A Swedish research team has found that owning a dog lowers risks of death associated with cardiovascular disease and other causes.
In a study published in the journal Scientific Reports, the researchers used national registries, which included information on over 3.4 million Swedes between the ages of 40 and 80 to explore the relationship between owning a dog and an individual's cardiovascular health. Everyone included in the research didn't have any kind of cardiovascular disease in 2001.
Dog Ownership Benefits
According to the researchers' findings, dog ownership offered particular protective benefit for persons living alone, a subgroup previously reported to have higher risks of cardiovascular disease and death. Specifically, single dog owners had 33 percent lower risks of death and 11 percent lower risks of myocardial infarction, with those owning hunter dog breeds experiencing the most benefit.
"Perhaps a dog may stand in as an important family member in single households," said Mwenya Mubanga, the study's lead junior author.
Why Are Dogs Good For One's Health?
Epidemiological studies like this one look for connections within large populations but don't offer explanations as to how and whether dogs could offer protection against cardiovascular disease. Tove Fall, the study's senior author, said that one reason behind the results they observed could be that dog owners are generally more active physically than those who don't have canine companions.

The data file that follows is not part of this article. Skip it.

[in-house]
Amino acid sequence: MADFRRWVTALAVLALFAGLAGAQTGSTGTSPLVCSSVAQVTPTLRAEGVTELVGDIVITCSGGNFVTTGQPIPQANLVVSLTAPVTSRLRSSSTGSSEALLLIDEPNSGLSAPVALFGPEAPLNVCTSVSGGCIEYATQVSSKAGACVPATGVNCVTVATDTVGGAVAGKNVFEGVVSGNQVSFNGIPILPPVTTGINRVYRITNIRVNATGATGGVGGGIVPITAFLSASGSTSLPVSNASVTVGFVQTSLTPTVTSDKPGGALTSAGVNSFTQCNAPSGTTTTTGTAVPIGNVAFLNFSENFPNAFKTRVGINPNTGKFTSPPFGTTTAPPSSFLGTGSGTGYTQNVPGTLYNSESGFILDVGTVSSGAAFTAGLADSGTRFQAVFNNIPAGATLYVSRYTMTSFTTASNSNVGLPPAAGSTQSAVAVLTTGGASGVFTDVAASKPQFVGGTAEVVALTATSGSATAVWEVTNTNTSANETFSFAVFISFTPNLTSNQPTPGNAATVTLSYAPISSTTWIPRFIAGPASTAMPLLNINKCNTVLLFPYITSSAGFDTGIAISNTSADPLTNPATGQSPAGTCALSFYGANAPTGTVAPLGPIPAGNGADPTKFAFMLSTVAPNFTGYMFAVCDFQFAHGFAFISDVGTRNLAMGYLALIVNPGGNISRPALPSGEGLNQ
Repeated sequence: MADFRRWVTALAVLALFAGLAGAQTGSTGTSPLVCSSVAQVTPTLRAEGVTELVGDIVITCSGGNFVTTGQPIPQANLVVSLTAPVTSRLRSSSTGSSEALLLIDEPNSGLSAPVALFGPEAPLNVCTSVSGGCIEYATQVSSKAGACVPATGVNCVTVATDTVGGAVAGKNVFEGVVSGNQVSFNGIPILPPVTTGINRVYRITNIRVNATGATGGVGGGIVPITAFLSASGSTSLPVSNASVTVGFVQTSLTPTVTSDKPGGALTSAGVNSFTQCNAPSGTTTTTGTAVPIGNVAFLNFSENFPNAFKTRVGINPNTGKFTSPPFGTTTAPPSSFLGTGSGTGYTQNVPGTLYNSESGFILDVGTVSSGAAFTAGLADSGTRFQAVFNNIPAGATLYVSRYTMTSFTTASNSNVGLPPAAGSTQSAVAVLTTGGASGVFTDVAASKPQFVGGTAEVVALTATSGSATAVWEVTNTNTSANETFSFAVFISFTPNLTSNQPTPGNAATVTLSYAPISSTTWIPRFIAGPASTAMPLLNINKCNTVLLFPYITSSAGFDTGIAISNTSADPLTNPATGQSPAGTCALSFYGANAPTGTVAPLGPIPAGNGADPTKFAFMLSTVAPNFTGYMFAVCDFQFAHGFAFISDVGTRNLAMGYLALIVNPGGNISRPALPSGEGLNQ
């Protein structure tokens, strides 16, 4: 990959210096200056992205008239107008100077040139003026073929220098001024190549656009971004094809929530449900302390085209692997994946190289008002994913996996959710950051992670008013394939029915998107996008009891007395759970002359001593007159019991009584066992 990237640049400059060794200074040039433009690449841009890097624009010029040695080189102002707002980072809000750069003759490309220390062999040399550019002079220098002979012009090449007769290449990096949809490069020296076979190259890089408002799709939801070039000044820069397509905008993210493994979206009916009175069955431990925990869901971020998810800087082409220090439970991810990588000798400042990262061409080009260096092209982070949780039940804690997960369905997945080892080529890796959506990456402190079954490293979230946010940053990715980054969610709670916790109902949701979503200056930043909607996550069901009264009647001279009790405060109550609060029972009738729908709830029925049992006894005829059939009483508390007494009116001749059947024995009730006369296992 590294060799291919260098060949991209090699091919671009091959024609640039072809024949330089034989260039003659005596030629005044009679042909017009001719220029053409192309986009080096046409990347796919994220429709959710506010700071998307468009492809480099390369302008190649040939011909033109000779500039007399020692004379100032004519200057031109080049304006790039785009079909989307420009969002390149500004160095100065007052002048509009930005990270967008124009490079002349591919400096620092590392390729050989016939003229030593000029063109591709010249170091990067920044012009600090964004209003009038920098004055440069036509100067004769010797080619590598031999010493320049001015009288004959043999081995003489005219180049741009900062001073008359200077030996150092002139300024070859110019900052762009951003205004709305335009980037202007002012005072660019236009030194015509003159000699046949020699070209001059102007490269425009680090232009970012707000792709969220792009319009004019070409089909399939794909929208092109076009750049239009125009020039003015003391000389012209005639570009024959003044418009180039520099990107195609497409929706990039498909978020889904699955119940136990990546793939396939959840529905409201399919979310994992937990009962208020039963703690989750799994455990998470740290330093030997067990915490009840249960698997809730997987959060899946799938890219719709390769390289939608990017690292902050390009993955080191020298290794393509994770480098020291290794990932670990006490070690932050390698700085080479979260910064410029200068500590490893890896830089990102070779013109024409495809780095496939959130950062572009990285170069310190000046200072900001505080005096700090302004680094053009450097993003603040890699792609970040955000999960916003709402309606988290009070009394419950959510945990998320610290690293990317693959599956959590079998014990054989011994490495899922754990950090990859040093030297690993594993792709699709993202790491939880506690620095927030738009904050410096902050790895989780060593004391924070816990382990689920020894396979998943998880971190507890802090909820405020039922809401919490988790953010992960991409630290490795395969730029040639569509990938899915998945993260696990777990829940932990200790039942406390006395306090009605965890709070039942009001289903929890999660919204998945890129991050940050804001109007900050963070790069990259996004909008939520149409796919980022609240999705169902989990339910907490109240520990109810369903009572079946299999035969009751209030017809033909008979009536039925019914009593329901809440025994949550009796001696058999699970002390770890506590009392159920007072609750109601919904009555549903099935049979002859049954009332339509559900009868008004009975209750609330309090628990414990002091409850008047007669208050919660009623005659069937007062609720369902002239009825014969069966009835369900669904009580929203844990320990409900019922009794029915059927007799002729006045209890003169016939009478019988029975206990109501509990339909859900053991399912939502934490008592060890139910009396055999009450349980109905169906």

Another is that dog ownership translates to a higher level of social contact and well-being or that a dog can have an effect on its owner's bacterial microbiome, which affects their health. According to Fall, it's also entirely possible that dog owners and non-owners are already different well before man's best friend entered the picture.
"Our results are generalizable to the Swedish population, and probably also to other European populations with similar culture regarding dog ownership," added the senior author.
Dog Ownership Research
In Sweden, each person is assigned a unique identity number. Every time an individual goes to the hospital, their visit is recorded in the nation's databases, which researchers can access after data has been scrubbed clean of information that can identify people. Registering dog ownership has also been mandatory in the country since 2001.
The study was carried out by researchers from Uppsala University, the Swedish University of Agricultural Sciences, Karolinska Institute, and Stanford University. It also received funding support from the Göran Gustafsson Foundation, the Agria-SKK Research Foundation, and the Swedish Research Council for Environment, Agricultural Sciences, and Spatial Planning.